Vickers Vivid
Vickers Vivid

The Vixen II prototype was modified to use the more powerful Rolls-Royce Condor engine at the end of 1924 as the Type 105 Vixen IV, which was intended for use as a night fighter. While it showed improved performance over the Lion-powered versions, it was not successful, and was modified with the enlarged wings of the Vixen III as a general-purpose aircraft (the Type 124 Vixen VI) for evaluation as a private venture entry to meet the requirements of Air Ministry Specification 26/27, competing against the Bristol Beaver, Fairey Ferret, de Havilland Hound, Gloster Goral, Westland Wapiti, and Vickers' own Valiant. The Vixen was rejected on the grounds that the Condor engine was too heavy and powerful for the role.[7][8]

When the problems encountered by the wooden wings of the Vixen V in Chile were realised, it was decided to produce a version with metal wings. This was initially designated Vixen VII, but was soon renamed Vickers Vivid. The Vixen III prototype was rebuilt with metal wings to become the Type 130 Vivid, first flying in this form on 27 June 1927,[9] powered by a Lion VA engine, later being re-engined with a 540 hp (400 kW) Lion XI as the Type 146 Vivid. The Vivid was evaluated by Romania, but no orders resulted, with the prototype being sold to a private buyer in 1931, being destroyed in a fire at Chelmsford in 1932.[10]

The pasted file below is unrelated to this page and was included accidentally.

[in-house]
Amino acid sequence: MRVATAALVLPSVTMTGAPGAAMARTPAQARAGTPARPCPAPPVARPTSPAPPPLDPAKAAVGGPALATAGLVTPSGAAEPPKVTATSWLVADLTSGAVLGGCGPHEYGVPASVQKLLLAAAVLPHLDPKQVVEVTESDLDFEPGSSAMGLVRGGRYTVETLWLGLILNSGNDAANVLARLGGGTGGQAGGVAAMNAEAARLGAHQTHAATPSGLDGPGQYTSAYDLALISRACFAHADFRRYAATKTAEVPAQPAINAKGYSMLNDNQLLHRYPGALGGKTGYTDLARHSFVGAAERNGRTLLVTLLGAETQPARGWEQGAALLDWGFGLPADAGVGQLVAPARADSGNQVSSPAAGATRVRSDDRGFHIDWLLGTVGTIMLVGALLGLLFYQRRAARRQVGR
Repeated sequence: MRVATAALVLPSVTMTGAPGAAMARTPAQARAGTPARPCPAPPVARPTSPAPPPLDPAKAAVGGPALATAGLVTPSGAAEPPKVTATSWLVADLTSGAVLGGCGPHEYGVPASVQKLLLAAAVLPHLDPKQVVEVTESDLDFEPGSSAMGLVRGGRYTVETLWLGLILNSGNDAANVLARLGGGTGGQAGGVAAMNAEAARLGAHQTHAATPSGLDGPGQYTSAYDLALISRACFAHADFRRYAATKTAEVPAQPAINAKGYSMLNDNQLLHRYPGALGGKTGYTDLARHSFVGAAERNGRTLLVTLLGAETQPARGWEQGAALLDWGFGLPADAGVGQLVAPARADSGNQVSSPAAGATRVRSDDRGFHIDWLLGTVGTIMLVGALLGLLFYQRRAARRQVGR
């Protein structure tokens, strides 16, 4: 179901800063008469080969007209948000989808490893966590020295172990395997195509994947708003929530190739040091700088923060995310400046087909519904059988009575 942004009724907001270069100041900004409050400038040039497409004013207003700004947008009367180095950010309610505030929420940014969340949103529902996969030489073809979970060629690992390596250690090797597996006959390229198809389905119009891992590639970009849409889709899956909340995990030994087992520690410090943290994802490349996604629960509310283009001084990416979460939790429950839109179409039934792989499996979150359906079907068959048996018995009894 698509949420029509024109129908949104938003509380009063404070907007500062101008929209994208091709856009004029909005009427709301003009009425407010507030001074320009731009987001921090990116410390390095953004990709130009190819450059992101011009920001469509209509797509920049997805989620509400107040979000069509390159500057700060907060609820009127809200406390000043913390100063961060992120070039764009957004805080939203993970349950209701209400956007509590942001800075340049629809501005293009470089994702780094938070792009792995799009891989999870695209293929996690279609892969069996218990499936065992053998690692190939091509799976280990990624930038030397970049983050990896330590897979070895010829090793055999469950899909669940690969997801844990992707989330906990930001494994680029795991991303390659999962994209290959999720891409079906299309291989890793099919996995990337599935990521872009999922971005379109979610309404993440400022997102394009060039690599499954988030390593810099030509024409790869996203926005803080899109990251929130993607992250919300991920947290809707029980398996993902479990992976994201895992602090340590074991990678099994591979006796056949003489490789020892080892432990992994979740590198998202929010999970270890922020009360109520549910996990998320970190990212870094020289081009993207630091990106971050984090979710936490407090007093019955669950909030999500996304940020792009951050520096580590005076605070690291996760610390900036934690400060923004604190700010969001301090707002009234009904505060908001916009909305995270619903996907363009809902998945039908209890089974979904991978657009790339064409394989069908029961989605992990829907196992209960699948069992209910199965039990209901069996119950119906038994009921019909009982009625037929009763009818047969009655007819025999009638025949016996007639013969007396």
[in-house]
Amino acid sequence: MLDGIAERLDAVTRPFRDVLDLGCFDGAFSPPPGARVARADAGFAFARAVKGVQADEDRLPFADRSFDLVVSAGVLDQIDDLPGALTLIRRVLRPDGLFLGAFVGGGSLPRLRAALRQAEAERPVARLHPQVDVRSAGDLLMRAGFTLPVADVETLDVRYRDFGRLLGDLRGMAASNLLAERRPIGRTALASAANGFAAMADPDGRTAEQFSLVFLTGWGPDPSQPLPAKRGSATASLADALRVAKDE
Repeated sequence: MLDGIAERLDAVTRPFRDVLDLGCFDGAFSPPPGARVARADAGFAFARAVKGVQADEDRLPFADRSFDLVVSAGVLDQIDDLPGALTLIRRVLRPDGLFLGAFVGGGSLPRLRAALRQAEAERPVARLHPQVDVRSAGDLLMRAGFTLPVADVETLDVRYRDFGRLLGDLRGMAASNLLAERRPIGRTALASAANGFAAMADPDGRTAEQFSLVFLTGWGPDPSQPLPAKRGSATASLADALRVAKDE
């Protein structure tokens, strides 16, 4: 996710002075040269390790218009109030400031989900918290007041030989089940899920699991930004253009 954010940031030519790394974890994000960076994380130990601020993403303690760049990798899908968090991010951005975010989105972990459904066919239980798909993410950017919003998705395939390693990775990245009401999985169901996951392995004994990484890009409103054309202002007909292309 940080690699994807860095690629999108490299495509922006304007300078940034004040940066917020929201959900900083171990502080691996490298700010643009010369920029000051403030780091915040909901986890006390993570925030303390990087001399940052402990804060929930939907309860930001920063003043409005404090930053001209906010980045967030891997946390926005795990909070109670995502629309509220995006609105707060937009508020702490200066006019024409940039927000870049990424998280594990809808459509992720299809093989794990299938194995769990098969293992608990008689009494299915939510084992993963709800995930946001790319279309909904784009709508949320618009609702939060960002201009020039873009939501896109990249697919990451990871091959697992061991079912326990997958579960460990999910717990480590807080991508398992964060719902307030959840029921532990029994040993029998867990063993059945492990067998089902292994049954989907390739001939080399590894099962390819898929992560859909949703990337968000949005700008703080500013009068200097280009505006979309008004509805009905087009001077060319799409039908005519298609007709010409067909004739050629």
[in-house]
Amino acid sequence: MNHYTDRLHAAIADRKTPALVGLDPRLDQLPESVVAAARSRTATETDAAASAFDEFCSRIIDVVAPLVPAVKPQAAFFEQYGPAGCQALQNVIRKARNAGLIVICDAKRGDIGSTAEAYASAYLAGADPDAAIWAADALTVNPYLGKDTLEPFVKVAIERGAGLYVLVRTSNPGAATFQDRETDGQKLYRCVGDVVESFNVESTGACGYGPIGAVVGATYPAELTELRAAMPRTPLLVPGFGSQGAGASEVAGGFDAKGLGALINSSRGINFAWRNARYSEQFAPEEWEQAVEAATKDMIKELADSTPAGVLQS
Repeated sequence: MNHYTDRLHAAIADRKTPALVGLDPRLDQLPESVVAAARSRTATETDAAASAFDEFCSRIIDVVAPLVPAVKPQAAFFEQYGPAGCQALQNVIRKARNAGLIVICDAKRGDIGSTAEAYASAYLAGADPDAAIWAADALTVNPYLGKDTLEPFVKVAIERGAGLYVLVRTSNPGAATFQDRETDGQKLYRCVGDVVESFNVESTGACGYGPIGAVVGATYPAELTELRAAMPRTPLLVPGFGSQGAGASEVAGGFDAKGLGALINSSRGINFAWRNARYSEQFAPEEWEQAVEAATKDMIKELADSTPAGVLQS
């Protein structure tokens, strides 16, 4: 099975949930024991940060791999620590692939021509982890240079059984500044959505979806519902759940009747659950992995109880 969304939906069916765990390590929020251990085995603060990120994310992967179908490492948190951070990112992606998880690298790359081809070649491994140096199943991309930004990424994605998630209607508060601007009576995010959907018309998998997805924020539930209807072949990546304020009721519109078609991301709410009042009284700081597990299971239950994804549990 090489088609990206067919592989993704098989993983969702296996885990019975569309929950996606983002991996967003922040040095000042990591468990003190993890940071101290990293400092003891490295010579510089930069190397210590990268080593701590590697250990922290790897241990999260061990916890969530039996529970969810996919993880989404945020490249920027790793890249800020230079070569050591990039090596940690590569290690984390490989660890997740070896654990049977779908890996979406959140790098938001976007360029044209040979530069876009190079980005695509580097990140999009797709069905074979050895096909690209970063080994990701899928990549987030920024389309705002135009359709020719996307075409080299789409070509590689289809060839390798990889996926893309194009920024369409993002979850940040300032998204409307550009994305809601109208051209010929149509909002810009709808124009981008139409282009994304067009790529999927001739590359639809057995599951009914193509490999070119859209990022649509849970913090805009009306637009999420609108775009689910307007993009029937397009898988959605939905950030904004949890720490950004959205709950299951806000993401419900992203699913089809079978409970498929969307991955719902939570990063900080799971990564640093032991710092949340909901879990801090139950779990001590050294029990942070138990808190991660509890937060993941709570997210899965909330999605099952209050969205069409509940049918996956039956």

Operational history

The Military Aviation Service of Chile placed an initial order for twelve Vixen Vs in May 1925, this being increased to 18 in July. While prone to engine problems owing to the problems with the special fuel (23 petrol to 13 benzol) required for the high-compression Lion V engine, and requiring frequent re-rigging owing to the use of wooden wings in the high temperature of Northern Chile, the Vixen Vs, operated by the Grupo Mixto de Aviación N° 3.[11] were popular in Chilean service, being used for long-distance flights of several hundred miles and continued in service for several years.[12] Vixens participated in bombing raids against mutinying ships of the Chilean Navy (including the Battleship Almirante Latorre) during the Sailors' mutiny of September 1931.